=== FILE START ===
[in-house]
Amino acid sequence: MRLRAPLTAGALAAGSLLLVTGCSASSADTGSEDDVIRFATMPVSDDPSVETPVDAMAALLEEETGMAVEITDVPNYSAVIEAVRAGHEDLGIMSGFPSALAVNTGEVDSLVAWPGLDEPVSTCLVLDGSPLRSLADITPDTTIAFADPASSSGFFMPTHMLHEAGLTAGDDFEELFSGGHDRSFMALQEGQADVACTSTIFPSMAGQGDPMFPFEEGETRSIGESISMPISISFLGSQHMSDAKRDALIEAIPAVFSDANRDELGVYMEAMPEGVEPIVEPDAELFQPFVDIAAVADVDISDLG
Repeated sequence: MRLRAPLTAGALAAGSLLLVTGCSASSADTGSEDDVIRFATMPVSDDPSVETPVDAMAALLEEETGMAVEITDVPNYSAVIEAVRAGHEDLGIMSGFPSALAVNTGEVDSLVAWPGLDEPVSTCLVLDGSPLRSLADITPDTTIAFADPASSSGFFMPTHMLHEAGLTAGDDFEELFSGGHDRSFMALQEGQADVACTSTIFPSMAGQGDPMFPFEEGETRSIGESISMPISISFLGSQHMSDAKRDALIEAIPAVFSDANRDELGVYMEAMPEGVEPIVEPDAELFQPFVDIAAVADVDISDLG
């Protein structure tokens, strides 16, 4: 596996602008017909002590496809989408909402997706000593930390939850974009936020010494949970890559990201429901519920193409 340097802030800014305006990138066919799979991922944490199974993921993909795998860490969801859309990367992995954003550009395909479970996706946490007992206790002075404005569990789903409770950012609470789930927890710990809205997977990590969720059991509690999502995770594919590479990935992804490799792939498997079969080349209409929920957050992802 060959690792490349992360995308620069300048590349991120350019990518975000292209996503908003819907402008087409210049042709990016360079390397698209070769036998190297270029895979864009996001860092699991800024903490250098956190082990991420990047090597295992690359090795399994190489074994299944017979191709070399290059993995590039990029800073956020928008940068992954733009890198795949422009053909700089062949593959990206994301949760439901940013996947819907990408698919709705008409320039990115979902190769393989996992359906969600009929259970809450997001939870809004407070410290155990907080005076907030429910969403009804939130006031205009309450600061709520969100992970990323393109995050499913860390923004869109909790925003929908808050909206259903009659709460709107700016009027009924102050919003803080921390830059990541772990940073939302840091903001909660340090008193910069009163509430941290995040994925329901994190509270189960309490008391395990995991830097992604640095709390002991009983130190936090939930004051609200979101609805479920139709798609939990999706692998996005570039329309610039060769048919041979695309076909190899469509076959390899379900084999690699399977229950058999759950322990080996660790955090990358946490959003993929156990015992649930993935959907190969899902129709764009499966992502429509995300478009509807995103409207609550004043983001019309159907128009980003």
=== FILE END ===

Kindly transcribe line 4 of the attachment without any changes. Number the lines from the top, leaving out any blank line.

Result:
């Protein structure tokens, strides 16, 4: 596996602008017909002590496809989408909402997706000593930390939850974009936020010494949970890559990201429901519920193409 340097802030800014305006990138066919799979991922944490199974993921993909795998860490969801859309990367992995954003550009395909479970996706946490007992206790002075404005569990789903409770950012609470789930927890710990809205997977990590969720059991509690999502995770594919590479990935992804490799792939498997079969080349209409929920957050992802 060959690792490349992360995308620069300048590349991120350019990518975000292209996503908003819907402008087409210049042709990016360079390397698209070769036998190297270029895979864009996001860092699991800024903490250098956190082990991420990047090597295992690359090795399994190489074994299944017979191709070399290059993995590039990029800073956020928008940068992954733009890198795949422009053909700089062949593959990206994301949760439901940013996947819907990408698919709705008409320039990115979902190769393989996992359906969600009929259970809450997001939870809004407070410290155990907080005076907030429910969403009804939130006031205009309450600061709520969100992970990323393109995050499913860390923004869109909790925003929908808050909206259903009659709460709107700016009027009924102050919003803080921390830059990541772990940073939302840091903001909660340090008193910069009163509430941290995040994925329901994190509270189960309490008391395990995991830097992604640095709390002991009983130190936090939930004051609200979101609805479920139709798609939990999706692998996005570039329309610039060769048919041979695309076909190899469509076959390899379900084999690699399977229950058999759950322990080996660790955090990358946490959003993929156990015992649930993935959907190969899902129709764009499966992502429509995300478009509807995103409207609550004043983001019309159907128009980003």